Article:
A business crisis is not a new term in the business world, the only difference with the current COVID-19 pandemic is that it is affecting businesses around the world simultaneously and in an almost similar manner. This pandemic is different from other business crises as it is both a social and financial crisis for businesses and employees alike. The rapid spread of the pandemic is changing the way we work, live and how we interact both socially and professionally thrusting business leaders and employees into new territory.
A business crisis can take different forms; technological crisis, natural crises, financial crisis, accidents or natural disasters. Crises spread very fast and may threaten a business’s stability if not handled strategically. A crisis impacts a company’s image, reputation, financial standing, and even its employees. The COVID-19 pandemic is spreading even faster than most crises and is affecting some of the most important aspects of any business; revenue, continuity, employees’ wellbeing and even reputation for some.
During a time as such, organizations must ensure that communication is ongoing, accurate and transparent. Communication, both internal and external is the cornerstone of any organization’s success and even more so in times of crisis.
Crisis communication can be defined broadly as the collection, processing, and dissemination of information required to address a crisis situation. It also refers to the communication between an organization and the stakeholders along with the public before, during and after the crisis. Crisis communication is related to three major factors: management of issues, discussion of risk, and control of reputation.
Timothy Coombs defines crisis communication as “the perception of an unpredictable event that threatens important expectancies of stakeholders and can seriously impact an organization’s performance and generate negative outcomes” (Coombs, 2010).
External crisis communication refers to communication that is sent out to the public and other external stakeholders such as suppliers, customers, and investors during a crisis.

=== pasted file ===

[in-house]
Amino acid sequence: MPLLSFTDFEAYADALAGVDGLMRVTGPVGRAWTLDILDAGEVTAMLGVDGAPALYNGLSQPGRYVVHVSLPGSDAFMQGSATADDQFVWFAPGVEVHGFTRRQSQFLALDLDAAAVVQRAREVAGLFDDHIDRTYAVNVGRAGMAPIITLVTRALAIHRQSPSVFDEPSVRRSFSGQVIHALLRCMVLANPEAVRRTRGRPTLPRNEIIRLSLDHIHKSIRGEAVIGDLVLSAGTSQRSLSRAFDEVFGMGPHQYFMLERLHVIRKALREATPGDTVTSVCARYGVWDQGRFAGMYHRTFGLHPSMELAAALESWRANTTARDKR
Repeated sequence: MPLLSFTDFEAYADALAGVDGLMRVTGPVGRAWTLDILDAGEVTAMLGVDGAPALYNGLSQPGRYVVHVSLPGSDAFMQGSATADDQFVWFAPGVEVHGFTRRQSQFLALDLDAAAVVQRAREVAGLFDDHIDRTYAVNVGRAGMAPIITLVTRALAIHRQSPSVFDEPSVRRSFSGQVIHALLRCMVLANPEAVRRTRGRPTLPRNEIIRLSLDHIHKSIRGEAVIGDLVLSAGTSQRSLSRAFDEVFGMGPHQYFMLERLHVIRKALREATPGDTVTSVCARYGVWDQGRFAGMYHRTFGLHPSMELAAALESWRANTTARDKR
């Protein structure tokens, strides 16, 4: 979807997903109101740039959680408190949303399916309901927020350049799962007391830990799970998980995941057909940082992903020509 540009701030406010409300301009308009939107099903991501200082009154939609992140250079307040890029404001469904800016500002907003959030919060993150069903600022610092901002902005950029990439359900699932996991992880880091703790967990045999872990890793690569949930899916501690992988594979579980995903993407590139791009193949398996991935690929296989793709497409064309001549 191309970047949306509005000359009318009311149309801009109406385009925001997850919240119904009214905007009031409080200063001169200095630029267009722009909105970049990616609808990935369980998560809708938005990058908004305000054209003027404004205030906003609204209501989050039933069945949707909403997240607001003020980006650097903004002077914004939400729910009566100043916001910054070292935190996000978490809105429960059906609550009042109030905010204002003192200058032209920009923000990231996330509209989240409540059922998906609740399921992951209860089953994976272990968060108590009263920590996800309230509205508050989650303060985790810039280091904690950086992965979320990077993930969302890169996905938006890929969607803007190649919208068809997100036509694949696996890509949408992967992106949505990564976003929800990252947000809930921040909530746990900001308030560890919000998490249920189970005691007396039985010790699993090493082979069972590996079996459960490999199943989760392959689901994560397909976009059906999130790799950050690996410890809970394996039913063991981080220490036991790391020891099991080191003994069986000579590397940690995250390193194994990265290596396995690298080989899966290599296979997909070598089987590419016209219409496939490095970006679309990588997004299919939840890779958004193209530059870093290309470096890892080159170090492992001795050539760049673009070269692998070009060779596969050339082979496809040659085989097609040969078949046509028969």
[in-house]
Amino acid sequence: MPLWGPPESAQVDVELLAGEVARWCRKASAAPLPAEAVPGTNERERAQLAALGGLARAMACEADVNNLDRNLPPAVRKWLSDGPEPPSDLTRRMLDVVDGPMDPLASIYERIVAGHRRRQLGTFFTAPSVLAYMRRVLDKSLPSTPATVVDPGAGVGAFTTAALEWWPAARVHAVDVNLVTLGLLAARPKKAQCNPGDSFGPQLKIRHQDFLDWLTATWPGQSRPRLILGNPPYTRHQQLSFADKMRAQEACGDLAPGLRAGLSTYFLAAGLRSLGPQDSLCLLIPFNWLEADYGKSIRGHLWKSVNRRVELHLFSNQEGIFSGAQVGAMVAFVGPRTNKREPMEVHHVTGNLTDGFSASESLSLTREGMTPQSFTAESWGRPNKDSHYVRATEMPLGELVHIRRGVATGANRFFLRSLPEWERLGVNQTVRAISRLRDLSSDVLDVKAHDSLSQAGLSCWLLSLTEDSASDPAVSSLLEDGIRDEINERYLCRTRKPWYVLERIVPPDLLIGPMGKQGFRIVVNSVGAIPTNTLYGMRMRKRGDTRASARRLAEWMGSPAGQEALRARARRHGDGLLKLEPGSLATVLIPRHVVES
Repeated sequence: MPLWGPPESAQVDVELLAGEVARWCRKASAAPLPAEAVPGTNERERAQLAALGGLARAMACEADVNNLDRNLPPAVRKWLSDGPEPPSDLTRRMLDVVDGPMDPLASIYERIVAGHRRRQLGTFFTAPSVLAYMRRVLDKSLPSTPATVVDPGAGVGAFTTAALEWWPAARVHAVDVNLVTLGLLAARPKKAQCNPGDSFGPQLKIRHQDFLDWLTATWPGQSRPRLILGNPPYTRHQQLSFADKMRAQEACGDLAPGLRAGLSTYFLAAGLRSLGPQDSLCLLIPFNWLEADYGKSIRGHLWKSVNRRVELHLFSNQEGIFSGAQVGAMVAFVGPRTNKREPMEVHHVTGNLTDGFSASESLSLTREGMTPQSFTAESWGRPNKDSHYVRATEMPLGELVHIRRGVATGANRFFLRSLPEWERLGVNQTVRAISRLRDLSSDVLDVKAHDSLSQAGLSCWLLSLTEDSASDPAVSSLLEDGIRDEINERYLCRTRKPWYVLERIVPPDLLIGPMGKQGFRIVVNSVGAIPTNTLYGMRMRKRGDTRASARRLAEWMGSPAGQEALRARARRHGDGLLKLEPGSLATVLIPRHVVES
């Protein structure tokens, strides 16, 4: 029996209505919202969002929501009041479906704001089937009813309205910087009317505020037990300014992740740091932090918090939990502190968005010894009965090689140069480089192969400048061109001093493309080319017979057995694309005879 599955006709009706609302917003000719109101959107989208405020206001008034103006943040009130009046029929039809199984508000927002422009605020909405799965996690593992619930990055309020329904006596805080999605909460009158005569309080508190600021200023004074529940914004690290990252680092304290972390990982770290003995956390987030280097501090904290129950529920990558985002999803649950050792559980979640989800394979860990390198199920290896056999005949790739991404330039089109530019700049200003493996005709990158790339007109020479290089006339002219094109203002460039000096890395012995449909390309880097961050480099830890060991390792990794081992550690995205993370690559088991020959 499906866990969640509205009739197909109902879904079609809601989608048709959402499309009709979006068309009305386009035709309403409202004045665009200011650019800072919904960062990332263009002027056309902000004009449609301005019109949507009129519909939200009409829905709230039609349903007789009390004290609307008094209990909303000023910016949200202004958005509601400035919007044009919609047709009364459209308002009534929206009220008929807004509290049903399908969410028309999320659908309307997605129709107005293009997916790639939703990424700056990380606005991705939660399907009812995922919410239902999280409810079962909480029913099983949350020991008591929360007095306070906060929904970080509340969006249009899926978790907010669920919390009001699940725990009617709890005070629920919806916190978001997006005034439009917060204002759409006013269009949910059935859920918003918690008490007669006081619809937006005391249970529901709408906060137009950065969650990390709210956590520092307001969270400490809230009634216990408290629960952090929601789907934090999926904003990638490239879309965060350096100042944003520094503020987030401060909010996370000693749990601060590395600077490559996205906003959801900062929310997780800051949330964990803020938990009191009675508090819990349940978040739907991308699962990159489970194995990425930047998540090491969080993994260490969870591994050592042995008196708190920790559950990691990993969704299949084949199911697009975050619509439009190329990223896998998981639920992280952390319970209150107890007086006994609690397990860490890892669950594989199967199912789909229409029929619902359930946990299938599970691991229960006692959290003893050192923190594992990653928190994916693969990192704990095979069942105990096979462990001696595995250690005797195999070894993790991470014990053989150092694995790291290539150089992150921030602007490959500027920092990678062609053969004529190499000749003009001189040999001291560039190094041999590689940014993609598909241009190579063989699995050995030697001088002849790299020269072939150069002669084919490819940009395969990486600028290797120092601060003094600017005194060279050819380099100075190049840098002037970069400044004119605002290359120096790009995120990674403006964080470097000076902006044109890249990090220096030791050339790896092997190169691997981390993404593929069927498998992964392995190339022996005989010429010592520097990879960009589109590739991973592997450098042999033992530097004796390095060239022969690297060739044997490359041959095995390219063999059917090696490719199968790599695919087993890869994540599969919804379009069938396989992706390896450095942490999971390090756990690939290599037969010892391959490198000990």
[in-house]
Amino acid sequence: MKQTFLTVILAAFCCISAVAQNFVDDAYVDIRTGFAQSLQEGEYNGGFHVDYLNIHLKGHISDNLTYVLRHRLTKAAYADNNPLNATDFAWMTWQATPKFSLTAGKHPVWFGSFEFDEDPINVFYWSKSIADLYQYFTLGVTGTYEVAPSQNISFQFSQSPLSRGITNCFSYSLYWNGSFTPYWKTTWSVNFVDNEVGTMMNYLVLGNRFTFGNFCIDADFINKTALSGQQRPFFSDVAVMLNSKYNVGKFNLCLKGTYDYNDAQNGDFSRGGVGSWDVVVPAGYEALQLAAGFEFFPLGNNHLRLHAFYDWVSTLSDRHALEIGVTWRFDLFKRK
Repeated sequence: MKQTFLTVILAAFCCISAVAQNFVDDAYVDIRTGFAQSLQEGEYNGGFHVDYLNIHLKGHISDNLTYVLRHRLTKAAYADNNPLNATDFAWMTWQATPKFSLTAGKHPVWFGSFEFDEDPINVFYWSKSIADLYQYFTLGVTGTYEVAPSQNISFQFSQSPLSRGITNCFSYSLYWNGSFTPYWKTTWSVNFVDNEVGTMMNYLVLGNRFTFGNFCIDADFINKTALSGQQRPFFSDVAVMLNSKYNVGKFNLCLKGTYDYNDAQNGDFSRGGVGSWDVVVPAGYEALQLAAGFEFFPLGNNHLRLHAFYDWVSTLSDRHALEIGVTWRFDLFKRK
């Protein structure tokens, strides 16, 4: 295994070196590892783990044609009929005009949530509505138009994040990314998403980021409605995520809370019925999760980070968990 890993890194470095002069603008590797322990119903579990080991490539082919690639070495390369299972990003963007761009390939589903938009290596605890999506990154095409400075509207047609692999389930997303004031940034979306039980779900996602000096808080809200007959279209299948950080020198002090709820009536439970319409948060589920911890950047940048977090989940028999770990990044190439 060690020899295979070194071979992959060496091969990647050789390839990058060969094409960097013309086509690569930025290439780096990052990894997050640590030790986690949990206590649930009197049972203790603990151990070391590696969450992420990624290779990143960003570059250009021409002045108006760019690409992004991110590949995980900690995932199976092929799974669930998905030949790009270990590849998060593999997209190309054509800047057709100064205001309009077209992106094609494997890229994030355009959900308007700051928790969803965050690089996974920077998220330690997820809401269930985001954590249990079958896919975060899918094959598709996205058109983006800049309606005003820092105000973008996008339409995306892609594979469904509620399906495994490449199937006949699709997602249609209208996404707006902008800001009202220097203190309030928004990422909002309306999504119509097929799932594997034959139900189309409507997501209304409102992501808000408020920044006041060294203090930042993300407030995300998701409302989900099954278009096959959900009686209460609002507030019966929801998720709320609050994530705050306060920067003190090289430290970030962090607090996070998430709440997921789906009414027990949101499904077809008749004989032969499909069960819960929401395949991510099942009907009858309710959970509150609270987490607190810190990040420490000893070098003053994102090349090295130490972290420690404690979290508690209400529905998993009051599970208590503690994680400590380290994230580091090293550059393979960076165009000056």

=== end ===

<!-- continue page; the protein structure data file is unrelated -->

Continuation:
During crises, the organization tends to bend towards external communication as opposed to internal communication. This is because external communications will portray the organization’s stand during the crisis and can either damage or build the organization’s brand reputation
All communication during the crisis period must be accurate and transparent, this helps in building trust which is exceedingly valuable for the public and your employees, more so during a crisis. People want correct information about what is happening and how it will affect them, their work and their families. Inconsistency in the information provided will make an organization seem incompetent.
Internal communication refers to communication within an organization. It is important to ensure you keep your employees in the loop during a crisis. Employees want to know what is happening and how it will affect their lives, work-life, finances and families.
With many reports of layoffs globally and locally amid the COVID-19 pandemic, employees in many organizations may be feeling uncertain about their future employment while leaders, on the other hand, are at crossroads on how best to communicate to their employees to allay concerns and anxiety.
By implementing a good internal crisis communications plan, you can keep your entire team connected until you’re back to business as usual. Here are five tips to handle crisis communications in the workplace.
To be able to successfully pull through a crisis such as the COVID-19 pandemic, organizations must be able to effectively communicate to their external and internal stakeholders. Keep in mind that an organization’s reputation, public image, and continuity is pegged on these two aspects.
Article by Juliet Hinga
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